Tuesday, February 10, 2009

The Ethically Challenged U of M Medical School Administration

The Daily editorializes on the continued sorry behavior, while OurCEO complains about the media:

Ethics Takes a Step Back

In August, the Medical School’s conflicts of interest task force submitted a 13-page draft of changes to the conflicts of interest policy that was considered groundbreaking.

Groundbreaking no more.

Last week, an unreleased report drafted by Medical School Dean Dr. Deborah Powell surfaced that “consolidated” the previous recommendations into a two-page draft with weaker recommendations.

Powell’s draft cuts essential recommendations like severing financial ties between industry and medical education programs.

The original task force also recommended that any financial ties between faculty and industry be disclosed, while Powell recommended lowering the school’s current $10,000 threshold for disclosure to $500. That’s more transparency — but with room for opacity. What’s the point?

A Minnesota Daily report illustrates faculty were left in the dark — despite their calls for feedback. The process simply needs more transparency and should not be headed by a soon-to-be exiting dean of the school, whom herself has been questioned on conflicts of interests with her position on the board of directors for PepsiCo and her appointment of the task force’s co-chairman Dr. Leo Furcht, who himself was disciplined in 2004 for violations of the school’s conflict of interest policy.

Powell’s recommendations are improved from current ethics policy. But they are not the groundbreaking, not to mention necessary, changes that the task force proposed in August.

The final report submitted to the Board of Regents in April should include the previous recommendations of the task force, not Powell’s — a person who has bungled ethics reform at the Medical School and hence should be taken off the second task force.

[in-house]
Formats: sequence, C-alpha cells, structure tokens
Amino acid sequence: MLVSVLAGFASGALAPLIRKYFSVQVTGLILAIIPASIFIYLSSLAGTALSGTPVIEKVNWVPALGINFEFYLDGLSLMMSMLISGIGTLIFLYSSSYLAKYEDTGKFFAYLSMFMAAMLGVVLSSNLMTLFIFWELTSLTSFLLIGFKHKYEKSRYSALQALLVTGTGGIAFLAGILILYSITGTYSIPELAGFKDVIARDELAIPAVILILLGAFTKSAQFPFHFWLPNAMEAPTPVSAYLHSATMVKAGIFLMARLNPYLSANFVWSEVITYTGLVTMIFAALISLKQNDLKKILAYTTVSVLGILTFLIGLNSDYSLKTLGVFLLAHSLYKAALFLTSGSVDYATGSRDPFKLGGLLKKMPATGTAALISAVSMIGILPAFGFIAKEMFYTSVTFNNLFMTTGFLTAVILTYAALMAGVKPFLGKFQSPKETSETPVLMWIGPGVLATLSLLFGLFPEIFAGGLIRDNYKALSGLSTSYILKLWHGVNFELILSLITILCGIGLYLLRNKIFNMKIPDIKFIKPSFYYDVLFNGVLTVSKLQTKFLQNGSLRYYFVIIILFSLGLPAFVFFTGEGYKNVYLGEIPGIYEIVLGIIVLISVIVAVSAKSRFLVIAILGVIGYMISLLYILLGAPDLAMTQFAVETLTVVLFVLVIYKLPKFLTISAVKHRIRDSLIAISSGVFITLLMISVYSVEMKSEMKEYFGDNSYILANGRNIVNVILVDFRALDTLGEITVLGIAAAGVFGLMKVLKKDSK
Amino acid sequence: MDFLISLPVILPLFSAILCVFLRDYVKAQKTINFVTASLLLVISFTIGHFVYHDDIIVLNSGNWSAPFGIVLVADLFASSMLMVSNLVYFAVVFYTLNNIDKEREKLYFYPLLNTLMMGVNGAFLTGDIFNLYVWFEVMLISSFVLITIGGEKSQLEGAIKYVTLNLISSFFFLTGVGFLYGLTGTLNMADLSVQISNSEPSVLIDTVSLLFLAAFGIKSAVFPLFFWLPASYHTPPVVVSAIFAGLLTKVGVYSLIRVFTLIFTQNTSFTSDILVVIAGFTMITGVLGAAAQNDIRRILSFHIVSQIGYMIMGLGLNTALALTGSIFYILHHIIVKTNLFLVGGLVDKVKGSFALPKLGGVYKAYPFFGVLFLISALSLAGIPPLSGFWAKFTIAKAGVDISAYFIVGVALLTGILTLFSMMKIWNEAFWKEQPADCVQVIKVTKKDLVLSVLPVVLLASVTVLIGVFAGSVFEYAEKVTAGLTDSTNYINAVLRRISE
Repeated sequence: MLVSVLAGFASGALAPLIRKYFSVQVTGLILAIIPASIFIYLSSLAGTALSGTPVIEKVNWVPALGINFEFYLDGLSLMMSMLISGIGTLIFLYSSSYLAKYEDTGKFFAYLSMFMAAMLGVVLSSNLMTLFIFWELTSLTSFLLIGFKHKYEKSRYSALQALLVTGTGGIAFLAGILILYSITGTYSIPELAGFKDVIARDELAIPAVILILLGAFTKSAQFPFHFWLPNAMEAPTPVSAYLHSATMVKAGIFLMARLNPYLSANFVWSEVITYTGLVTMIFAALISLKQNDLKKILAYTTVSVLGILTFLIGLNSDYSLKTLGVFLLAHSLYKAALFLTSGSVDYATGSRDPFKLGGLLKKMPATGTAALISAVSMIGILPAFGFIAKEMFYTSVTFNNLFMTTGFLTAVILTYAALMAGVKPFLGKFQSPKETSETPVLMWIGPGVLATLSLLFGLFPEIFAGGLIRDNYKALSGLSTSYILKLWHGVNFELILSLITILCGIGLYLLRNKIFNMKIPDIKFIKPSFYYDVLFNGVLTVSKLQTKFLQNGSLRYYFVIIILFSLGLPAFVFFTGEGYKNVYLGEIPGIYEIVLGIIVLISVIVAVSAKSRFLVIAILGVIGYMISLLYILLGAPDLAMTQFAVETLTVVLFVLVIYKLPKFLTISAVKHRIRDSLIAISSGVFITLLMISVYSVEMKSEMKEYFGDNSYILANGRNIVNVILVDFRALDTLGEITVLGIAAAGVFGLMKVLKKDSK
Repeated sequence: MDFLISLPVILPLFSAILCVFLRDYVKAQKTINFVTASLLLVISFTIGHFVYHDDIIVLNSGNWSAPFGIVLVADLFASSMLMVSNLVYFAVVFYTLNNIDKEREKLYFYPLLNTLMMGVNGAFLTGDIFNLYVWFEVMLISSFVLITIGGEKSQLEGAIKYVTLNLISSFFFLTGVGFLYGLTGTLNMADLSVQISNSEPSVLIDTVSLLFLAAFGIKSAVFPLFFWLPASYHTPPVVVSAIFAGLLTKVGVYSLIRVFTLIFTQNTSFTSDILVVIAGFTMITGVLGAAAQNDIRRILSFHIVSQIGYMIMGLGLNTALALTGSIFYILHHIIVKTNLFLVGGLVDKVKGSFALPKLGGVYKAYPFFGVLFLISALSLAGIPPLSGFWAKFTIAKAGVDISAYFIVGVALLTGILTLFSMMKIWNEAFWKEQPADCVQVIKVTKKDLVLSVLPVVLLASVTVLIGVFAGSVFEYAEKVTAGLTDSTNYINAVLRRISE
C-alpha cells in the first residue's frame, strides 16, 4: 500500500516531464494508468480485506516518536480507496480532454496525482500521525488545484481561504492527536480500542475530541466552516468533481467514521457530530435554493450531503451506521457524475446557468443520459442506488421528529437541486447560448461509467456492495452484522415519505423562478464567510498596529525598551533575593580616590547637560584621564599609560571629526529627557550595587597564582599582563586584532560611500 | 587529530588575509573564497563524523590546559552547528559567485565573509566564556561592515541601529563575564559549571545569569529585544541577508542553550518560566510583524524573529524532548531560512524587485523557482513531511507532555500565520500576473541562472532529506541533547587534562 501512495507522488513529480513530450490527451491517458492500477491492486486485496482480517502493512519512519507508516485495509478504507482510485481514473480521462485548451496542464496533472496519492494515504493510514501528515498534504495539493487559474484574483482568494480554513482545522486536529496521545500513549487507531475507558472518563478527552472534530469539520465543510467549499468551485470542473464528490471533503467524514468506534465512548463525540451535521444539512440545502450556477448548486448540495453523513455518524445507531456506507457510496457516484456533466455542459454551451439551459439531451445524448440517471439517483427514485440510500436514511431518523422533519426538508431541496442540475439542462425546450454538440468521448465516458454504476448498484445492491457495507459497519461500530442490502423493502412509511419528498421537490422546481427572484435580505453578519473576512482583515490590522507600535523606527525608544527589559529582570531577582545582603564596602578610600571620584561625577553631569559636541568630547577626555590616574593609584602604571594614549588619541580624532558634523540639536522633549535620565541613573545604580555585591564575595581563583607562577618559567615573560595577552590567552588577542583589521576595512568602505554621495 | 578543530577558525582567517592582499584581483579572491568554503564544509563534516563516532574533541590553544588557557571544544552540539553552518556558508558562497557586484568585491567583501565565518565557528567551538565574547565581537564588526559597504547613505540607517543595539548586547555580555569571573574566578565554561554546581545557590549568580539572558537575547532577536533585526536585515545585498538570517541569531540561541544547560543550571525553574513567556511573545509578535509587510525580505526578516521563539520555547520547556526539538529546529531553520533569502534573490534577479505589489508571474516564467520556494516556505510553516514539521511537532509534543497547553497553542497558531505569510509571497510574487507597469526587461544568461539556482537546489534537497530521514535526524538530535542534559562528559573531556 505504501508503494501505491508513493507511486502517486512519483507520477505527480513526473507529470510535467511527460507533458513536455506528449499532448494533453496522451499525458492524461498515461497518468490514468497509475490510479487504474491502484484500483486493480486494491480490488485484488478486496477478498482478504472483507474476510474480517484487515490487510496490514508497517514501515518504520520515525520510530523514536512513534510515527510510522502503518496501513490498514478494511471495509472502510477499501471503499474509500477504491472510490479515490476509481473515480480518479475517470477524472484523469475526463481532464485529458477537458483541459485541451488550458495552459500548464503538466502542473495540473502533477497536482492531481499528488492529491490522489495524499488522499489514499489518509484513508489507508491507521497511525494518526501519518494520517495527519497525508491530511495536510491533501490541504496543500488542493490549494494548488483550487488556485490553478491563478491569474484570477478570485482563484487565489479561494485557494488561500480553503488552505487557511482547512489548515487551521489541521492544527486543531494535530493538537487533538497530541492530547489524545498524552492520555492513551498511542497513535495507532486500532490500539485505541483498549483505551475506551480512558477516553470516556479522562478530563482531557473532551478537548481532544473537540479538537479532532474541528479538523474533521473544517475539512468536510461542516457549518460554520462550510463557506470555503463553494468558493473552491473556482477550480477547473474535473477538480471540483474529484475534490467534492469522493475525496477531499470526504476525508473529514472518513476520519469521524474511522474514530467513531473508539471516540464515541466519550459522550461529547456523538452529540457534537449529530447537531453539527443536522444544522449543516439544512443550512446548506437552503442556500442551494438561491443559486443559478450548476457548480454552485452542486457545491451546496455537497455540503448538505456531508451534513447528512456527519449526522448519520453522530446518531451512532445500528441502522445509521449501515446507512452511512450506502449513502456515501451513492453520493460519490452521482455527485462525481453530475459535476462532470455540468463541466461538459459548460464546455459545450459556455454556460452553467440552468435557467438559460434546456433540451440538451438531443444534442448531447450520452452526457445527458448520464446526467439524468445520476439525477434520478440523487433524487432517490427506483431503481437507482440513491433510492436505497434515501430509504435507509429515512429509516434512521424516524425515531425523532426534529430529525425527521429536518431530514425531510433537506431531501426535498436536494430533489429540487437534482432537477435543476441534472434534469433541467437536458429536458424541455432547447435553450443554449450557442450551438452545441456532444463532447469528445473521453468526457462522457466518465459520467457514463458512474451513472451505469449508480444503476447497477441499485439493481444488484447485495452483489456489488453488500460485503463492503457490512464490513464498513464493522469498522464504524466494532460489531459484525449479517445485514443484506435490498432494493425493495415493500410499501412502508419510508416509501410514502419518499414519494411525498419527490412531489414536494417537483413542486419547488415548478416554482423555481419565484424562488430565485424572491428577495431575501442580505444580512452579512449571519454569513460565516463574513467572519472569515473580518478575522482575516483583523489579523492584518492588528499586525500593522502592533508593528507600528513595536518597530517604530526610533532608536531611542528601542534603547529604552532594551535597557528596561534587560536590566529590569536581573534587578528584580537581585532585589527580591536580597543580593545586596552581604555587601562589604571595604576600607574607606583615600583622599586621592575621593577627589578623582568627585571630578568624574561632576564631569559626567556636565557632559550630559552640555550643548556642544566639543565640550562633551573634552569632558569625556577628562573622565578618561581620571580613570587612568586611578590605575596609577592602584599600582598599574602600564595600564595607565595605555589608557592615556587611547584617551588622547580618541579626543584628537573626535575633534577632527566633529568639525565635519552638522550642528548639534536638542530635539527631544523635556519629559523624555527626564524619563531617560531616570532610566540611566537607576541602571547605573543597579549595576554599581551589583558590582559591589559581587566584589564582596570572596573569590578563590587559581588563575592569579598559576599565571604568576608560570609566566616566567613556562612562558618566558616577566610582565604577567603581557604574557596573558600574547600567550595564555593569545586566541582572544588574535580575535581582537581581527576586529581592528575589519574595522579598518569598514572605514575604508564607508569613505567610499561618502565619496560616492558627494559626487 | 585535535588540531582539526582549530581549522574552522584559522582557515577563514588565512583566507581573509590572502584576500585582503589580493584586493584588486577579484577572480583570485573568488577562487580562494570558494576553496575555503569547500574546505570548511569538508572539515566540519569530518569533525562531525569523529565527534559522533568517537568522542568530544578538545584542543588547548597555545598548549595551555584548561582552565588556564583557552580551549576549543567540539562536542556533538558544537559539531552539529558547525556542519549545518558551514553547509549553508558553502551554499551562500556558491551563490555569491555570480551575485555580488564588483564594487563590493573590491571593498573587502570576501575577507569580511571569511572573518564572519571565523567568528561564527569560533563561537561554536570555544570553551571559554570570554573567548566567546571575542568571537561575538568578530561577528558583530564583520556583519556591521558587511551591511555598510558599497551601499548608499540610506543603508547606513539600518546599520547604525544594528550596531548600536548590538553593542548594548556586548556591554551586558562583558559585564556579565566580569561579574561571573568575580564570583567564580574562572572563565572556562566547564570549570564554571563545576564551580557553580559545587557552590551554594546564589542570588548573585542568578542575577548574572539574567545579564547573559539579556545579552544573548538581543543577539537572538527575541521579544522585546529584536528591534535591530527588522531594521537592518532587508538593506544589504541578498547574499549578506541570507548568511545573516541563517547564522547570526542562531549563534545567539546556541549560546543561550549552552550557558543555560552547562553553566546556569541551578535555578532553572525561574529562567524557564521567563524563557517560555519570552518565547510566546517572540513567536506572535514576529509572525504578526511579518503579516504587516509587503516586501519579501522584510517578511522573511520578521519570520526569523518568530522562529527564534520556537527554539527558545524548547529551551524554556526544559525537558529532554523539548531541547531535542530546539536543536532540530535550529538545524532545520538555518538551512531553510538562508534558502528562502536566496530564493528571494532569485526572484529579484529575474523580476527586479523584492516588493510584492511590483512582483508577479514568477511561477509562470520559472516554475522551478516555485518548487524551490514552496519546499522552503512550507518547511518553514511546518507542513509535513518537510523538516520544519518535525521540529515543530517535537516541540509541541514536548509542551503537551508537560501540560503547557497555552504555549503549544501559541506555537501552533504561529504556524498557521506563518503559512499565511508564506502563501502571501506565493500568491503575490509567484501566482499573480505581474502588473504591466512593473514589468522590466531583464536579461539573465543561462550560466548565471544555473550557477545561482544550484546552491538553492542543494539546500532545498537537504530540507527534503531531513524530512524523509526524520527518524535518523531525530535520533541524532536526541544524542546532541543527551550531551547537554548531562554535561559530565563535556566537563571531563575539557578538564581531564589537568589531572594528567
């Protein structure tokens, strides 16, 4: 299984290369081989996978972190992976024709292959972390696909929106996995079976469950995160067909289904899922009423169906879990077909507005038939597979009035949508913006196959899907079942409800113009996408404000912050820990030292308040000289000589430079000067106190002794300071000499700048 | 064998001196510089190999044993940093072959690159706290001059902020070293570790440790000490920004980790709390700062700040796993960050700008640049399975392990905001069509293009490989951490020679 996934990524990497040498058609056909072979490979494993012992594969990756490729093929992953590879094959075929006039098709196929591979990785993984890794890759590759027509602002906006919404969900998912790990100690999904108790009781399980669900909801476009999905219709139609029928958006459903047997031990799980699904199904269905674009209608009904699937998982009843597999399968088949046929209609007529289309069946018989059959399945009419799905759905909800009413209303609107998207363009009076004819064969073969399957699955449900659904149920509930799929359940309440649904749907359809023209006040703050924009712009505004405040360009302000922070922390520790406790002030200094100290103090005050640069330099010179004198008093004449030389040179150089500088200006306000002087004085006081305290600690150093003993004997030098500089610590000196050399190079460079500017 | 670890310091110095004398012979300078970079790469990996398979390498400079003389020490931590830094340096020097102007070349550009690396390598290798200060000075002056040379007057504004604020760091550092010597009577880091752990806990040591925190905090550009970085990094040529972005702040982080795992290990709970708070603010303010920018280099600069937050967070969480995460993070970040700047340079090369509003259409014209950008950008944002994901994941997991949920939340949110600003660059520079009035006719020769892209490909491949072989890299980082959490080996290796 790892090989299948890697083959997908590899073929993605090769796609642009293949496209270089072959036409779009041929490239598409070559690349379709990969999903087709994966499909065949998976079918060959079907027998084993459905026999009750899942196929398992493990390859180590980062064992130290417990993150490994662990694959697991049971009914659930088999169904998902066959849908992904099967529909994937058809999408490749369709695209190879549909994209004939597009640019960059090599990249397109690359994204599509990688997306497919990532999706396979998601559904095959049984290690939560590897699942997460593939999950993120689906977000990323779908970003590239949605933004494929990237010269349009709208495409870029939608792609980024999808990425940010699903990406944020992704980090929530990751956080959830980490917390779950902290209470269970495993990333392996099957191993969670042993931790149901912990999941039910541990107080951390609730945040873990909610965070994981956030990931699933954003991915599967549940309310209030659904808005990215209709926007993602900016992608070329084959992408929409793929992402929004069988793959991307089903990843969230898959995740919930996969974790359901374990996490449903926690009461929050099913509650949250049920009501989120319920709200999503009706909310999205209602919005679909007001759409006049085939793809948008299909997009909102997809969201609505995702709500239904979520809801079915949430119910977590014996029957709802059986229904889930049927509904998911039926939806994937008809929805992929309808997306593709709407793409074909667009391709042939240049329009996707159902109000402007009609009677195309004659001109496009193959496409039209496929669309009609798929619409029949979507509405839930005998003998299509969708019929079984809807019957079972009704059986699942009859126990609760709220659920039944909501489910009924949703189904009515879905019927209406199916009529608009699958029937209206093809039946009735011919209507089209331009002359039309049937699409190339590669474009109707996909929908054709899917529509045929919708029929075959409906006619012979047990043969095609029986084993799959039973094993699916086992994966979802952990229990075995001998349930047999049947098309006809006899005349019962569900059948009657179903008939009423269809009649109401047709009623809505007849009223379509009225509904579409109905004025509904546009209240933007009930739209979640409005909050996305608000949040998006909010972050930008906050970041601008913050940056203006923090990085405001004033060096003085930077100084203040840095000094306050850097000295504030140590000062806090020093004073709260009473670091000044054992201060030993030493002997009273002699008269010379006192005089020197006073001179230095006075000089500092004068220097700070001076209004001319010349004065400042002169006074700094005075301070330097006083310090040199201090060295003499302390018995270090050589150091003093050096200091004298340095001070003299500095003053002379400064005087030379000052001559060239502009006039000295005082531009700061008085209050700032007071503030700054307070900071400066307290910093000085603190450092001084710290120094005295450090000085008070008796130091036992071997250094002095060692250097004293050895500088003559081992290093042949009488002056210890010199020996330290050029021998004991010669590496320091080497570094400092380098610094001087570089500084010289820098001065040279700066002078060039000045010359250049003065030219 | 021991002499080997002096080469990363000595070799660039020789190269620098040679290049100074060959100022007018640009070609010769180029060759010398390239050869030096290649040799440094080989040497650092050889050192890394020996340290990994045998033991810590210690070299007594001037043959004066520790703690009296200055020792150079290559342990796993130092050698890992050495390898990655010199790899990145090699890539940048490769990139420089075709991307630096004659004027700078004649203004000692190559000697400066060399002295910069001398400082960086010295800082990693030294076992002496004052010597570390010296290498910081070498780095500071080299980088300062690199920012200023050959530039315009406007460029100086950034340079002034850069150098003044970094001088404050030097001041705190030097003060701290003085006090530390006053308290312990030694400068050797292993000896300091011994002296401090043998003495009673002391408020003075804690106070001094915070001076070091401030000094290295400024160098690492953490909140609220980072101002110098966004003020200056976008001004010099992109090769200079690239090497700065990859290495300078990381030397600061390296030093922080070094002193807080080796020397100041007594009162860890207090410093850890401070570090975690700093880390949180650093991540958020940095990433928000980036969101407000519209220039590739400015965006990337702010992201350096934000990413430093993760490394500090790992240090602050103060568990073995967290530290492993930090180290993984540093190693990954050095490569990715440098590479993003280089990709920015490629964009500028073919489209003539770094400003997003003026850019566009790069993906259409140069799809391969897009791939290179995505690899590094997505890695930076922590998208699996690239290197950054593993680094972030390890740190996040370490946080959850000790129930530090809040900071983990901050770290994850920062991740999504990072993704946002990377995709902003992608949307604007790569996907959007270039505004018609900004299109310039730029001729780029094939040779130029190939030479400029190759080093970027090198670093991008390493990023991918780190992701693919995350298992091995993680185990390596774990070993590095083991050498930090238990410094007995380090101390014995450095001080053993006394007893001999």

For the ins and outs of Dr. Powell's Pepsi service, please see the post by Dr. Roy Poses: "A Medical School Joins the Pepsi Generation."

"We just discussed a story from late 2006 about the Dean of the University of Minnesota Medical School joining the board of directors of PepsiAmerica."

"It turns out that this has been generating continuing controversy at the institution. This controversy has shed light on some serious misconceptions among medical school leaders about what service on the board of directors of a public, for-profit corporation entails."

"Each director of a public, for-profit corporation has fiduciary responsibility to the stock-holders of the company for the company's financial performance and general management."

From Monks RAG, Minow N. Corporate Governance, Third Edition. Malden MA: Blackwell Publishing, 2004. P. 195.

"Members of the board are not simply advisors. The notion that Powell's main role on the board is to provide "knowledge about obesity," or to be "a voice for nutrition" is naive at best. Powell is supposed to protect the stock-holders financial interests. If PepsiAmerica wanted Powell to provide advice about obesity or nutrition, it could have hired her as a consultant or put her on a scientific advisory board."

"As long as academic health leaders remain on the board of corporations, which are, unlike PepsiAmerica, directly involved in health care, (e.g., pharmaceutical, biotechnology, medical device, managed care, and contract research corporations), questions will be raised about conflicts between the obligations of their day jobs and the fiduciary responsibilities entailed by their board memberships."

Time to wake up, everyone? OurCEO, OurProvost? Medical school ethics is not an oxymoron.

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